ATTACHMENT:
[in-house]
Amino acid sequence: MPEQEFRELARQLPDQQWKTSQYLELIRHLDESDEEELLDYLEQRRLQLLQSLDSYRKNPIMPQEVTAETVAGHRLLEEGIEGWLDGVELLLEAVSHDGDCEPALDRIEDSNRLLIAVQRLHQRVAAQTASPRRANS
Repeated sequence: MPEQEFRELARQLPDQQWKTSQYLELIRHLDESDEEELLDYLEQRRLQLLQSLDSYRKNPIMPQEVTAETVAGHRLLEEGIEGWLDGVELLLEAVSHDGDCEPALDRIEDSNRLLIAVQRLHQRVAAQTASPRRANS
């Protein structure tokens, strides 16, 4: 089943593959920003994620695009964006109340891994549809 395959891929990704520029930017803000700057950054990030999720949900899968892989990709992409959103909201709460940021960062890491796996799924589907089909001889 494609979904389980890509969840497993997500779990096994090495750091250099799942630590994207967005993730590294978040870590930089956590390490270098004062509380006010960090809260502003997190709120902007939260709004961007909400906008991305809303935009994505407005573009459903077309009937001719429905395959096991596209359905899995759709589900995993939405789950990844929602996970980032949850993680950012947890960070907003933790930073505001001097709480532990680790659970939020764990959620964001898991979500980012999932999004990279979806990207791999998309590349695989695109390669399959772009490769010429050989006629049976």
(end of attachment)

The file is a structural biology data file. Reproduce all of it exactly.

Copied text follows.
[in-house]
Amino acid sequence: MPEQEFRELARQLPDQQWKTSQYLELIRHLDESDEEELLDYLEQRRLQLLQSLDSYRKNPIMPQEVTAETVAGHRLLEEGIEGWLDGVELLLEAVSHDGDCEPALDRIEDSNRLLIAVQRLHQRVAAQTASPRRANS
Repeated sequence: MPEQEFRELARQLPDQQWKTSQYLELIRHLDESDEEELLDYLEQRRLQLLQSLDSYRKNPIMPQEVTAETVAGHRLLEEGIEGWLDGVELLLEAVSHDGDCEPALDRIEDSNRLLIAVQRLHQRVAAQTASPRRANS
């Protein structure tokens, strides 16, 4: 089943593959920003994620695009964006109340891994549809 395959891929990704520029930017803000700057950054990030999720949900899968892989990709992409959103909201709460940021960062890491796996799924589907089909001889 494609979904389980890509969840497993997500779990096994090495750091250099799942630590994207967005993730590294978040870590930089956590390490270098004062509380006010960090809260502003997190709120902007939260709004961007909400906008991305809303935009994505407005573009459903077309009937001719429905395959096991596209359905899995759709589900995993939405789950990844929602996970980032949850993680950012947890960070907003933790930073505001001097709480532990680790659970939020764990959620964001898991979500980012999932999004990279979806990207791999998309590349695989695109390669399959772009490769010429050989006629049976």